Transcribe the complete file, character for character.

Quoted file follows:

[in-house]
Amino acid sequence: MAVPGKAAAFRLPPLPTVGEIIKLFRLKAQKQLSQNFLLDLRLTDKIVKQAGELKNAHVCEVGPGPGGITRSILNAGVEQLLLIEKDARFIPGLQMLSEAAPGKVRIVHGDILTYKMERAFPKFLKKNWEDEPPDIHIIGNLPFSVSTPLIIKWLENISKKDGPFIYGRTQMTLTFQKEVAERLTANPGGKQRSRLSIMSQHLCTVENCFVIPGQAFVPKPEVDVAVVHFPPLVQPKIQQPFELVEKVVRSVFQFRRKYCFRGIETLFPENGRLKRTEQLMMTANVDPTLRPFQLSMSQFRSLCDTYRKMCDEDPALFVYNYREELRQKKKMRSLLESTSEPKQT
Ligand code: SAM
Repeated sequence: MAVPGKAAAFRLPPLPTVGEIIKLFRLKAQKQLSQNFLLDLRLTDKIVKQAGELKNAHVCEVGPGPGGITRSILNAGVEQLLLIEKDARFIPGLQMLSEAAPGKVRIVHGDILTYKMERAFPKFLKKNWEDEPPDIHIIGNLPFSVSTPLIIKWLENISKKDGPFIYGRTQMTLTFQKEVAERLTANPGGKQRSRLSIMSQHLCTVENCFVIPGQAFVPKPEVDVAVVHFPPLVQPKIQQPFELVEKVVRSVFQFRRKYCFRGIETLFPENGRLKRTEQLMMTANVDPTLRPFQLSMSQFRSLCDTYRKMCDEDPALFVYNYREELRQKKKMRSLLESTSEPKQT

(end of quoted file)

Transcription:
[in-house]
Amino acid sequence: MAVPGKAAAFRLPPLPTVGEIIKLFRLKAQKQLSQNFLLDLRLTDKIVKQAGELKNAHVCEVGPGPGGITRSILNAGVEQLLLIEKDARFIPGLQMLSEAAPGKVRIVHGDILTYKMERAFPKFLKKNWEDEPPDIHIIGNLPFSVSTPLIIKWLENISKKDGPFIYGRTQMTLTFQKEVAERLTANPGGKQRSRLSIMSQHLCTVENCFVIPGQAFVPKPEVDVAVVHFPPLVQPKIQQPFELVEKVVRSVFQFRRKYCFRGIETLFPENGRLKRTEQLMMTANVDPTLRPFQLSMSQFRSLCDTYRKMCDEDPALFVYNYREELRQKKKMRSLLESTSEPKQT
Ligand code: SAM
Repeated sequence: MAVPGKAAAFRLPPLPTVGEIIKLFRLKAQKQLSQNFLLDLRLTDKIVKQAGELKNAHVCEVGPGPGGITRSILNAGVEQLLLIEKDARFIPGLQMLSEAAPGKVRIVHGDILTYKMERAFPKFLKKNWEDEPPDIHIIGNLPFSVSTPLIIKWLENISKKDGPFIYGRTQMTLTFQKEVAERLTANPGGKQRSRLSIMSQHLCTVENCFVIPGQAFVPKPEVDVAVVHFPPLVQPKIQQPFELVEKVVRSVFQFRRKYCFRGIETLFPENGRLKRTEQLMMTANVDPTLRPFQLSMSQFRSLCDTYRKMCDEDPALFVYNYREELRQKKKMRSLLESTSEPKQT